Leaf Volatile Emissions Structure Tree Community Assembly and Mediate Climate Feedbacks in Tropical Forests
AuthorTaylor, Tyeen Colligan
plant functional traits
AdvisorSaleska, Scott R.
MetadataShow full item record
PublisherThe University of Arizona.
RightsCopyright © is held by the author. Digital access to this material is made possible by the University Libraries, University of Arizona. Further transmission, reproduction or presentation (such as public display or performance) of protected items is prohibited except with permission of the author.
AbstractThe biochemistry of leaves merges the fates of trees and the atmosphere. Leaf primary metabolism cycles carbon and indirectly drives atmospheric circulation via the latent heat of transpiration. Tropical forests contain half of global forest carbon, and actively cycle carbon and energy year round, making them critical components of the coupled biosphere-climate system. Climate change threatens tropical forests with rising temperatures and increasing variability of precipitation. Their response will influence future biodiversity as well as the fate of the climate. Understanding the physiological attributes that define tropical tree responses and feedbacks to climate is a current research priority. The emission of isoprene gas from plant leaves has been demonstrated to enhance leaf tolerance to high temperatures and drought. Isoprene is a volatile secondary metabolite produced in the chloroplast by approximately one-third of plant species. While the benefits of isoprene are supported by extensive laboratory and greenhouse-based research, work has only begun to explore how the trait is integrated in plant functional strategies. Whether isoprene influences differential species performance and survival across environments has yet to be tested. An impediment to filling this clear ecological research gap has been a lack of instrumentation capable of quantifying isoprene emissions from leaves in remote field settings. The first study presented here tests the hypothesis that isoprene emission influences plant community assembly shifts across environmental gradients and through time in tropical forests. The capacity for a species to produce isoprene was associated with increased relative abundance at higher temperatures and following drought anomalies. A negative relationship with the length of seasonal drought suggests a trade-off between isoprene emission and other plant traits, such as deciduous leaf habit. The second study presents the development of a new instrument that is uniquely optimized for field-based ecological research on leaf volatiles. The new system, named PORCO (Photoionization of Organic Compounds), utilizes custom leaf cuvettes, precision light control, and an optimized commercial photoionization detector to achieve real-time detection of leaf emissions with detection limits better than 0.5 nmol m⁻² leaf s⁻¹. The third study utilizes PORCO to test hypotheses about the structuring of isoprene within plant functional strategies and across forest microenvironments in an eastern Amazonian evergreen tropical forest. The results support the role of isoprene—and potentially other volatile isoprenoids—in mitigating effects of intermittent sun exposure in the sub-canopy. Emissions are structured in a complex, multivariate manner that depends on taxonomy, leaf and wood characteristics, tree height, and light environment. The results from this dissertation work demonstrate that isoprene emission from leaves affects plant responses to climate at ecologically relevant scales. Isoprene influences climate not only by its effect on primary leaf functions, but also by directly altering atmospheric chemistry, and contributing to aerosol and cloud properties. Understanding isoprene's role in forest responses to increasing temperatures and drought will help to predict the feedbacks between forest ecosystems and climatic change.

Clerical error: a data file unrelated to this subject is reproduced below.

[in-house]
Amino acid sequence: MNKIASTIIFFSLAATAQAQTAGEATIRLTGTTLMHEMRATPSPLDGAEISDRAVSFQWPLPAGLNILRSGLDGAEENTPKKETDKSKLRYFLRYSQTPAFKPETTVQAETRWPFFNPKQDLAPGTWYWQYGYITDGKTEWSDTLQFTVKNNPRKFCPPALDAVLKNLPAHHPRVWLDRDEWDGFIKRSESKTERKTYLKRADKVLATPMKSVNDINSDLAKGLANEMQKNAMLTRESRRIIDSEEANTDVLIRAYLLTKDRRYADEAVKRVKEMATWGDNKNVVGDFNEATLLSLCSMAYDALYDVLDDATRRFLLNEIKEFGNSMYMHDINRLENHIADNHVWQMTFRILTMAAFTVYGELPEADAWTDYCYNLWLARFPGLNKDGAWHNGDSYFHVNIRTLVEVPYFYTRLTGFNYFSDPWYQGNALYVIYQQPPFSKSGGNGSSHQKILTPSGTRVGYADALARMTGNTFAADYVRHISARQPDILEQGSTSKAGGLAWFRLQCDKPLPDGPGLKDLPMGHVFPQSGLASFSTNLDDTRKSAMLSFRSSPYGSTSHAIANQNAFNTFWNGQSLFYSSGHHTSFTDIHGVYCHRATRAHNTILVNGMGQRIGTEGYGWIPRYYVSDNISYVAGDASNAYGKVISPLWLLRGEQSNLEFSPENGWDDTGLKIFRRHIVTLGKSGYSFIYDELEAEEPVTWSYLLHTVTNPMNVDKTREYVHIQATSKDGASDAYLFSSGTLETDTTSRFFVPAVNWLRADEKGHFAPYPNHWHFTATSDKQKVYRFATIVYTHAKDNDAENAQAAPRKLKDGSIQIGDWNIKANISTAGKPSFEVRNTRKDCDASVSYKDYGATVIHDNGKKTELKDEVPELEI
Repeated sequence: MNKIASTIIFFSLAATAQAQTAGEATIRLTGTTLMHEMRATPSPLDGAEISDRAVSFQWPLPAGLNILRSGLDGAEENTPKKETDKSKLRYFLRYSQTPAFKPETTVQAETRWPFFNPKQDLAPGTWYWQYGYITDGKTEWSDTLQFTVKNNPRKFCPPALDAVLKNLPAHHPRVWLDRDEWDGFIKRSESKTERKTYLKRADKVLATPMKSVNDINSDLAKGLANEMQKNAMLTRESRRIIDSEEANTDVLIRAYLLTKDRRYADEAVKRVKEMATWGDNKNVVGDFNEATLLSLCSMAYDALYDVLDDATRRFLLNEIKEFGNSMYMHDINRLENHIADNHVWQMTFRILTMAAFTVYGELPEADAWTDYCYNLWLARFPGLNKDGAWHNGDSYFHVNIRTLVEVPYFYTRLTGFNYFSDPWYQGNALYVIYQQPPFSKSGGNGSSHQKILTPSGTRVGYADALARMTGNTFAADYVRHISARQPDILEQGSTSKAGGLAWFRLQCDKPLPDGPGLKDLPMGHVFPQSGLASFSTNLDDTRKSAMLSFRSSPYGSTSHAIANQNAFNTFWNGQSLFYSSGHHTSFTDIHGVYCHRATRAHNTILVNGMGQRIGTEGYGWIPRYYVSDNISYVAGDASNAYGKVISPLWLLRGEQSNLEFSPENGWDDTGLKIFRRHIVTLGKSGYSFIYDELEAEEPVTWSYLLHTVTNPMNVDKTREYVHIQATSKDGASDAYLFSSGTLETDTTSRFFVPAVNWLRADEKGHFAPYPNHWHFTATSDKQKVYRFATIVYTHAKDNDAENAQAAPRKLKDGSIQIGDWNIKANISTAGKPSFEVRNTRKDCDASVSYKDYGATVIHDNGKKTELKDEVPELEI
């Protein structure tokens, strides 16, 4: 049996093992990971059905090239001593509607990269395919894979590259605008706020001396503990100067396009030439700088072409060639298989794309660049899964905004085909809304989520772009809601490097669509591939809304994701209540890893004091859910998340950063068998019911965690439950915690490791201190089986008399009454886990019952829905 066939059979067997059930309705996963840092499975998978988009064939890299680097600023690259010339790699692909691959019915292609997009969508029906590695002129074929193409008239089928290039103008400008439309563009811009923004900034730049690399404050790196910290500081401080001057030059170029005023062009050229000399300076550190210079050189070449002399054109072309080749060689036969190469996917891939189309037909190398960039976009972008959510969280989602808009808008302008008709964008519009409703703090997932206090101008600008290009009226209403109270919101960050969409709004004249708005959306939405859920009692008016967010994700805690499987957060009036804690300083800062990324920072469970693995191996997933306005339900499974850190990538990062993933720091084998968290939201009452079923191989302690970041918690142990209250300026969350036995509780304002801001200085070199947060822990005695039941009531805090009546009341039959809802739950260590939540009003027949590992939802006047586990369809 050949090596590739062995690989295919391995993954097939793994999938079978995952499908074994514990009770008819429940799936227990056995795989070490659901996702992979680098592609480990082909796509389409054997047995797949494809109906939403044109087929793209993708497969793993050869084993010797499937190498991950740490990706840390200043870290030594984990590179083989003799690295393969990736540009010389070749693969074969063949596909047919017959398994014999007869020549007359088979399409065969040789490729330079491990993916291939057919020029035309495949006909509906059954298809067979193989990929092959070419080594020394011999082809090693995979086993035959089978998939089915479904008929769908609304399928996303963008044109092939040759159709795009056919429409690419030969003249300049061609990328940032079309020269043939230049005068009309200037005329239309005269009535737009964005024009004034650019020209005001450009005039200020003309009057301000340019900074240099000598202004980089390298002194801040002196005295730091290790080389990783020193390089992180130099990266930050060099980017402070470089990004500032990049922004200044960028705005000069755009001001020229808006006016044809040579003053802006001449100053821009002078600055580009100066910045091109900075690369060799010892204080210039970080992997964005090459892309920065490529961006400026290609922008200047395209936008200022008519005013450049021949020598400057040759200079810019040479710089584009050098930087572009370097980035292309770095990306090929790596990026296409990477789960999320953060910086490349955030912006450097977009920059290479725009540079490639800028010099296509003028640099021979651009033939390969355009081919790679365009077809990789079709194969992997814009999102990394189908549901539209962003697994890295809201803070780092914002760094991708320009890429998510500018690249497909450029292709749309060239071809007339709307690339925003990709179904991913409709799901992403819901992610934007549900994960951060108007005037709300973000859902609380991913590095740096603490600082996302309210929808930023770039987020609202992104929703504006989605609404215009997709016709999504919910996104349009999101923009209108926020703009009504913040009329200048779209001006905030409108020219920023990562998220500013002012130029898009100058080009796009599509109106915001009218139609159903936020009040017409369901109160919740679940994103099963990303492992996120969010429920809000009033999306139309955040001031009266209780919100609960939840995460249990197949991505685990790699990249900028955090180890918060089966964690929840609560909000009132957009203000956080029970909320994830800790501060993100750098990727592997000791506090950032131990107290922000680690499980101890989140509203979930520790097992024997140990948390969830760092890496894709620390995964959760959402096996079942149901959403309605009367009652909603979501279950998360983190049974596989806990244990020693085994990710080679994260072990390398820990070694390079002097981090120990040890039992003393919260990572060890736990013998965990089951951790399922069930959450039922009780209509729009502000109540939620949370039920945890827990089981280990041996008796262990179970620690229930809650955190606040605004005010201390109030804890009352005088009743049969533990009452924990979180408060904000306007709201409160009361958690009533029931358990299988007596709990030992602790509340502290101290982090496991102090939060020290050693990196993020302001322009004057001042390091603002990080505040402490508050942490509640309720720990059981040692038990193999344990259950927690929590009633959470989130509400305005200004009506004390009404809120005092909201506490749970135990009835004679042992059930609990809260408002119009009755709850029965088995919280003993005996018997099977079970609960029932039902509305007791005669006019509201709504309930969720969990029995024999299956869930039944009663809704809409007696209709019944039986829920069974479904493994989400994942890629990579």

Degree ProgramGraduate College
Ecology & Evolutionary Biology